On the 65th anniversary of the Paris Commune, Bilan no 29 (March-April 1936)

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We are publishing below an article by the Italian Fraction of the Communist Left, celebrating the 65th anniversary of the Paris Commune. The interest of this article, written in the midst of the counter-revolution and the march towards the Second World War, is that it highlights the historical continuity between the Commune of 1871 and the October Revolution of 1917. The article illustrates both the proletarian character of these two revolutionary experiences, their international scope and the tragedy of their defeat. Above all, it highlights, in the face of false friends and the chauvinist politics of the "popular fronts", that the proletariat must learn from its experiences, knowing, as Rosa Luxemburg underlined, that it is from "defeat to defeat" that the struggle of the proletariat progresses in order to assert and develop its revolutionary consciousness.

Between the Paris of the glorious Commune of 1871 and the Paris of the Popular Front there is an abyss that no phraseology can hide. The one embraced the workers of the whole world, the other saw the French proletariat dragged through the mud of treason. We want, to use the profound words of Karl Marx, "the Paris of the workers in 1871, the Paris of the Commune" to be "celebrated as the harbinger of a new society" and not as a simple 'national' episode, a moment in the defence of the fatherland, of the struggle against the 'Prussian' as the lackeys of the Popular Front will inevitably want to present it.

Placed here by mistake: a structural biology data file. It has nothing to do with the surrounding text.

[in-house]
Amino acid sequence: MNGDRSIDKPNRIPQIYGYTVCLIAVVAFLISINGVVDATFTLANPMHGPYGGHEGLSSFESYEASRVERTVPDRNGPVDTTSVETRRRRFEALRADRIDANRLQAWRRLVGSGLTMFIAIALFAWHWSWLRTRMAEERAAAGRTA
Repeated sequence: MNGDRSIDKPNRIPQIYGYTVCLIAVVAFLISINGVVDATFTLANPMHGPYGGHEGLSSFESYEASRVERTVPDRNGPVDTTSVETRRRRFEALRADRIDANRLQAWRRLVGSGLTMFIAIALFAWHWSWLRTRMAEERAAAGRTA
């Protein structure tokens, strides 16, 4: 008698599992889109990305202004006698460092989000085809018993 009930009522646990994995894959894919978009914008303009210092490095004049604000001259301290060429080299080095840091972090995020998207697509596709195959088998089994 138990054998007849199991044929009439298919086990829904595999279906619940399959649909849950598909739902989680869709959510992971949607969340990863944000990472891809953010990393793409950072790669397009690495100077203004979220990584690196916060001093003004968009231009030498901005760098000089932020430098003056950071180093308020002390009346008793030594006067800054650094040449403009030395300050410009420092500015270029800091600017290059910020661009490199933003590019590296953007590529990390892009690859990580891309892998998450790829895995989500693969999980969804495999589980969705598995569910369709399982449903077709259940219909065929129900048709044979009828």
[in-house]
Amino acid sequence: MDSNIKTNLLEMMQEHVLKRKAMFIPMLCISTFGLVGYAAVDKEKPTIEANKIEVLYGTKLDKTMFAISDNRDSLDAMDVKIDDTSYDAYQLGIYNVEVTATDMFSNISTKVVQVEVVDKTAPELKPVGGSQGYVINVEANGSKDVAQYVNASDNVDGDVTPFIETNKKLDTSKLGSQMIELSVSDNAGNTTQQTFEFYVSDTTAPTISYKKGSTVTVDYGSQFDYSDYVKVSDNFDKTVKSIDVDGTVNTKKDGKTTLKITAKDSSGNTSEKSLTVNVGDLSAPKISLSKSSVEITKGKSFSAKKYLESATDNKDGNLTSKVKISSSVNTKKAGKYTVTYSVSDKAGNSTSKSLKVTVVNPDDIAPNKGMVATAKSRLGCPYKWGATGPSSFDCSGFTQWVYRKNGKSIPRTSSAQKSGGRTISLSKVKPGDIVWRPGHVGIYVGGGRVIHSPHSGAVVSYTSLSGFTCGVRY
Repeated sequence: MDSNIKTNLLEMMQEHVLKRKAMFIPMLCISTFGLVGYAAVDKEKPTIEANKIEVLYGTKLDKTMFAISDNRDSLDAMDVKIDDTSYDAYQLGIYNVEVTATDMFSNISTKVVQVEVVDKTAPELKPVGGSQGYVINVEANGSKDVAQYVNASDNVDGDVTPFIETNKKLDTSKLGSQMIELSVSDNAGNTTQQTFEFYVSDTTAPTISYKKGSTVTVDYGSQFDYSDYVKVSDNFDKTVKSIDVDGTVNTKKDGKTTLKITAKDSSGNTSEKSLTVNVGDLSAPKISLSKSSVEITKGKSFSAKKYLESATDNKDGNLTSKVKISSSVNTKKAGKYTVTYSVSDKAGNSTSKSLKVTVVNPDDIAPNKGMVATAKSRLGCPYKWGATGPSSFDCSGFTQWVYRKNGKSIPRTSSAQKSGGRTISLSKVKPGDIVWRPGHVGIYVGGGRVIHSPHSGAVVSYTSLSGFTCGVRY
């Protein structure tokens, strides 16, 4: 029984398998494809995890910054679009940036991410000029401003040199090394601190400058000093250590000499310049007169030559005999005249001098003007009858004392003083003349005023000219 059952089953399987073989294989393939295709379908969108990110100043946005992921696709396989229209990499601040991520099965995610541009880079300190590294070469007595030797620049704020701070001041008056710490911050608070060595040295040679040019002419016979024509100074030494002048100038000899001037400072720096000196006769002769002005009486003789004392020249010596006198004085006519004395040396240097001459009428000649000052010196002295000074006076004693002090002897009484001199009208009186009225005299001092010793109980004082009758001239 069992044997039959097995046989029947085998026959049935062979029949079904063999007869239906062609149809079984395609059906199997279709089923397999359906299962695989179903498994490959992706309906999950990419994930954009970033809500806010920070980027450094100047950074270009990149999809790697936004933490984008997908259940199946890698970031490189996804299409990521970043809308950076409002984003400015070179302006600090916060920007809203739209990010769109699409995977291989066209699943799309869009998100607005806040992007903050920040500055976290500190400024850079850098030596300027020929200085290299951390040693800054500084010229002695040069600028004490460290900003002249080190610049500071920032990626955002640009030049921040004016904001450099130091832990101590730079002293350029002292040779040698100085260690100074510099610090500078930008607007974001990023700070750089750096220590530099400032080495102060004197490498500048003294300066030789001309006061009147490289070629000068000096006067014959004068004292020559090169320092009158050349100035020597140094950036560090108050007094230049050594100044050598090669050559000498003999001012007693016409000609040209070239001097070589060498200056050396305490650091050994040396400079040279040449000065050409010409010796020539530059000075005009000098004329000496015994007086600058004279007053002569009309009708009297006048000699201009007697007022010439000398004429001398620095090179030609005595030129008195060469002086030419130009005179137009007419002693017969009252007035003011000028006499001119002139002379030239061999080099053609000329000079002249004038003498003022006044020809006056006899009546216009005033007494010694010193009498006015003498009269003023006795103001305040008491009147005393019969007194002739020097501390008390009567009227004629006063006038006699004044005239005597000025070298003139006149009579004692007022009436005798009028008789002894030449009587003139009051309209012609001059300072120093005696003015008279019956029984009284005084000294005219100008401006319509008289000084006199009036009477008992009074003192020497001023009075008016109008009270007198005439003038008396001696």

Certainly, the historical circumstances in which it arose could make such ideas possible. After all Marx did write: "Any attempt at upsetting the new government in the present crisis, when the enemy is almost knocking at the doors of Paris, would be a desperate folly. The French workers must perform their duties as citizens". But when, in March 1871, the Commune appeared, it was Marx who first brought out its profound internationalist character by writing: "If the Commune was thus the true representative of all the healthy elements of French society, and therefore the truly national government, it was, at the same time, as a workers' government, as the bold champion of the emancipation of labour, emphatically international.”